Every risk assessment should strive to identify the likelihood and severity of an adverse event. Risk management executives can perform risk assessments in several ways, but the most common forms are qualitative and quantitative assessments. 

Qualitative risk assessments rely considerably on a subjective human judgment about possible risks. A qualitative risk assessment still seeks to identify potential threats and their severity, but might only categorize those risks on a simple low/medium/high scale or some other pre-determined metric. 

Qualitative risk assessments are often useful to help prioritize risks, and the attendant risk management mechanisms an organization might then put in place. 

Quantitative risk assessment tries to produce a more data-driven estimate of a risk’s likelihood and potential damage. For example, an organization might review historical data and estimate that climate disasters have a 5 percent chance of striking, but one week of a data center knocked off-line would result in $100 million in lost sales. 

That precision can help executives understand what risk-reduction measures are or aren’t worth pursuing. 

Responding to Risks

The ISO 31000 standard is an operational framework of planning, organizing, executing, and monitoring risk. It’s also premised on the understanding that risk is something that can be clearly defined, measured, and managed. 

Based on these assumptions, once the company performs a risk assessment, it must then determine a course of action to remediate and monitor risk. Those choices can be:

  • Accept the risk to pursue an opportunity
  • Avoid the risk by not pursuing the activity that creates it
  • Share the risk with another party (such as through contracts or risk financing)
  • Mitigate the likelihood of the risk happening (say, adding security measures to avoid cybersecurity risk)
  • Mitigate the potential damage (creating backup data archives to recover quickly from a cybersecurity risk)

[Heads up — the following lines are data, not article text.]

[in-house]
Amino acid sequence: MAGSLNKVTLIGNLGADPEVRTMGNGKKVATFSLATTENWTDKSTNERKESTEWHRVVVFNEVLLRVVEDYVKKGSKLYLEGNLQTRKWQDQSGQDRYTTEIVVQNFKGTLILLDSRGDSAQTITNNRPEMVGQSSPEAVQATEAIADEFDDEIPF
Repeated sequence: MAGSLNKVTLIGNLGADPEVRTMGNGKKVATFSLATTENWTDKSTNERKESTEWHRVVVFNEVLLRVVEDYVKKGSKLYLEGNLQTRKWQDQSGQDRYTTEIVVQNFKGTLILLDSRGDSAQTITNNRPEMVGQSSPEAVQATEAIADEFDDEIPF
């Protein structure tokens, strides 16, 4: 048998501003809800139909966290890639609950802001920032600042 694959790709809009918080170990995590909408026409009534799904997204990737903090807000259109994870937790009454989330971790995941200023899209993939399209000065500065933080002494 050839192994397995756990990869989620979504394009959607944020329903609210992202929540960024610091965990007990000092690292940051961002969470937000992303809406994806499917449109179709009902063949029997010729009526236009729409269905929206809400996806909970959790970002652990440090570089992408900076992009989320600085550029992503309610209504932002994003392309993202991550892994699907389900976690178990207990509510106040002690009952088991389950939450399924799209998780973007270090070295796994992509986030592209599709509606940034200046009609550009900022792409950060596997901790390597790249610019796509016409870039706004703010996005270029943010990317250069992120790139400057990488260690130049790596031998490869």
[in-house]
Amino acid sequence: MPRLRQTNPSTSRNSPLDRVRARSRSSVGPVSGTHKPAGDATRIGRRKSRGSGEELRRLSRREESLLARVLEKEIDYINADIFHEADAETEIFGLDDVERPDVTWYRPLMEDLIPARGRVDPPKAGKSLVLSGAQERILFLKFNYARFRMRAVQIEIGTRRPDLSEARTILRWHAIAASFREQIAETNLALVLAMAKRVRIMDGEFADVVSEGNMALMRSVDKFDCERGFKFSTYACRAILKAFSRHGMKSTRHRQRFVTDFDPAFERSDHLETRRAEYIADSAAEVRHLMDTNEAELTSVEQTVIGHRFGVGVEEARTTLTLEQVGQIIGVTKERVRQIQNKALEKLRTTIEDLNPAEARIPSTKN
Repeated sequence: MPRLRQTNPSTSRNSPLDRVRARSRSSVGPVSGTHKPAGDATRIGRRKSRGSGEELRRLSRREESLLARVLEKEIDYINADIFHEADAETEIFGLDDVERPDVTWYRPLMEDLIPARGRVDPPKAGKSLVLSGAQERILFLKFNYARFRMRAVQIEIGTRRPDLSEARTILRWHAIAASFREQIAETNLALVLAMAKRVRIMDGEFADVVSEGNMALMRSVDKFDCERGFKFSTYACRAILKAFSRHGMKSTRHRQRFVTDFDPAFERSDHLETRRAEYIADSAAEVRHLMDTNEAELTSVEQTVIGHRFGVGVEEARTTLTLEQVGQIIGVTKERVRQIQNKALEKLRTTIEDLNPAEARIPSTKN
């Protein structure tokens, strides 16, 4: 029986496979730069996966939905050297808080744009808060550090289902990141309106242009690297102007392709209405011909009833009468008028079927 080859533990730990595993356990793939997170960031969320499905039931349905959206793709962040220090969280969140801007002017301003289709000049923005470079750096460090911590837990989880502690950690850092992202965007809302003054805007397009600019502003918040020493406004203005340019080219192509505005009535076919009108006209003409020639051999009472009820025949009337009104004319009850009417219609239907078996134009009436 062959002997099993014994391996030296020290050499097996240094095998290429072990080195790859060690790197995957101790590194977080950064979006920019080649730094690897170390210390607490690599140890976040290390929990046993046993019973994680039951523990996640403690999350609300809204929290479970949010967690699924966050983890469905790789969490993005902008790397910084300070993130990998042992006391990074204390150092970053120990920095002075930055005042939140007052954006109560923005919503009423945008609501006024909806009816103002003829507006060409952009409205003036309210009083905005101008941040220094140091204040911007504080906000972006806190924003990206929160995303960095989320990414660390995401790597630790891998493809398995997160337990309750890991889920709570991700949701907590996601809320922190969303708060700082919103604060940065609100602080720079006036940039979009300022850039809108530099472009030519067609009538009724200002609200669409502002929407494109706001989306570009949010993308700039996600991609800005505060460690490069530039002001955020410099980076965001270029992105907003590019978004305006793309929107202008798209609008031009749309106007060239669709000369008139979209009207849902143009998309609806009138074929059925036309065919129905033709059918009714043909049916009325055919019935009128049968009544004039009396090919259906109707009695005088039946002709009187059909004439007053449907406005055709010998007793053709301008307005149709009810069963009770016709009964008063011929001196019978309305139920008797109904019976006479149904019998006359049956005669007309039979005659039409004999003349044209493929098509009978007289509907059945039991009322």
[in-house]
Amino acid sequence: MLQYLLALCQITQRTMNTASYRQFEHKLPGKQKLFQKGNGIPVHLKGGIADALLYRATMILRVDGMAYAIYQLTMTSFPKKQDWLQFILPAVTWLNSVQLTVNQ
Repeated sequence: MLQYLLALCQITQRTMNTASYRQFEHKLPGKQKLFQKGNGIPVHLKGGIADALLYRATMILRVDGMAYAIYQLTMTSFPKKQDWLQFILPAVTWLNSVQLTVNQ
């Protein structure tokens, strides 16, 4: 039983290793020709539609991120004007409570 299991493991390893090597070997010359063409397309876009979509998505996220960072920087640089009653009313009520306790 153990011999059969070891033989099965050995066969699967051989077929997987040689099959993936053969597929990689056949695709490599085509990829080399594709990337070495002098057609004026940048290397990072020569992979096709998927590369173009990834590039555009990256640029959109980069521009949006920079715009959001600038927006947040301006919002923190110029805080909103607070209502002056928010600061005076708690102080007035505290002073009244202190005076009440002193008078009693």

Once the organization decides how to treat the risk, it can then determine the specifics of how to achieve that goal. 

In cybersecurity, for example, the organization might take steps such as improving patch management and firewall design, conducting more malware scans, and monitoring access controls.

The process doesn’t end at remediation, however. According to ISO 31000, risk management should include a process of continual improvement to the risk management system. That means revisiting the six elements of the framework periodically, to identify those improvements and implement them promptly.

How ZenGRC can help with Risk Assessment and Mitigation

While ISO 31000 is an excellent standard for guiding the development of more risk-aware operations, implementing the standard to improve business continuity, cybersecurity, regulatory compliance, and strategic decision-making is easier said than done.

ZenGRC works with other tools and technologies to collect and store data on your vulnerabilities and works as a penetration tester by telling you what’s needed to resolve the vulnerabilities.

It tracks tasks so you always know what’s being done and by whom; shows your compliance (including for ISO certification) and risk management posture on user-friendly dashboards; allows unlimited self-audits in a few clicks, and much more.

Worry-free risk management is the Zen way. Contact us today to learn more.